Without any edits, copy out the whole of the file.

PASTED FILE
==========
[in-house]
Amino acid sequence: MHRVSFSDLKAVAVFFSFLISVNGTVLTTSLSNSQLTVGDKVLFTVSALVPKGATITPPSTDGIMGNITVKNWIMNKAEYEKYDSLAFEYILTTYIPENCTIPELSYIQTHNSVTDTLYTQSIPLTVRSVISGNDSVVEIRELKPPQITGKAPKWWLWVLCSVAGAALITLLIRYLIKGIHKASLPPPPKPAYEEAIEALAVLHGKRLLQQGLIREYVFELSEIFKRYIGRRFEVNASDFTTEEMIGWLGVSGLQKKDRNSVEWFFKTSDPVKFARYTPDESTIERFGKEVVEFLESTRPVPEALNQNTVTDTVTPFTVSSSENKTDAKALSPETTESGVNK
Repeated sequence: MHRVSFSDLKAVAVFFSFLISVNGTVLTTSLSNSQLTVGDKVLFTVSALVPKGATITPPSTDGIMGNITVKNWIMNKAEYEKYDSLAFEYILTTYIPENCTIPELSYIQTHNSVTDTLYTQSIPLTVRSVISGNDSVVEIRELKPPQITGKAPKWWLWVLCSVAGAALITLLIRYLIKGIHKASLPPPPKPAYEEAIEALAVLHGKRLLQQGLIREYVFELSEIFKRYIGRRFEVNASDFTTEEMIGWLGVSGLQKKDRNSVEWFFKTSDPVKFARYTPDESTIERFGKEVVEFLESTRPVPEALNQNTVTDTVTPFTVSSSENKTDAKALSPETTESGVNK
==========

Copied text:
[in-house]
Amino acid sequence: MHRVSFSDLKAVAVFFSFLISVNGTVLTTSLSNSQLTVGDKVLFTVSALVPKGATITPPSTDGIMGNITVKNWIMNKAEYEKYDSLAFEYILTTYIPENCTIPELSYIQTHNSVTDTLYTQSIPLTVRSVISGNDSVVEIRELKPPQITGKAPKWWLWVLCSVAGAALITLLIRYLIKGIHKASLPPPPKPAYEEAIEALAVLHGKRLLQQGLIREYVFELSEIFKRYIGRRFEVNASDFTTEEMIGWLGVSGLQKKDRNSVEWFFKTSDPVKFARYTPDESTIERFGKEVVEFLESTRPVPEALNQNTVTDTVTPFTVSSSENKTDAKALSPETTESGVNK
Repeated sequence: MHRVSFSDLKAVAVFFSFLISVNGTVLTTSLSNSQLTVGDKVLFTVSALVPKGATITPPSTDGIMGNITVKNWIMNKAEYEKYDSLAFEYILTTYIPENCTIPELSYIQTHNSVTDTLYTQSIPLTVRSVISGNDSVVEIRELKPPQITGKAPKWWLWVLCSVAGAALITLLIRYLIKGIHKASLPPPPKPAYEEAIEALAVLHGKRLLQQGLIREYVFELSEIFKRYIGRRFEVNASDFTTEEMIGWLGVSGLQKKDRNSVEWFFKTSDPVKFARYTPDESTIERFGKEVVEFLESTRPVPEALNQNTVTDTVTPFTVSSSENKTDAKALSPETTESGVNK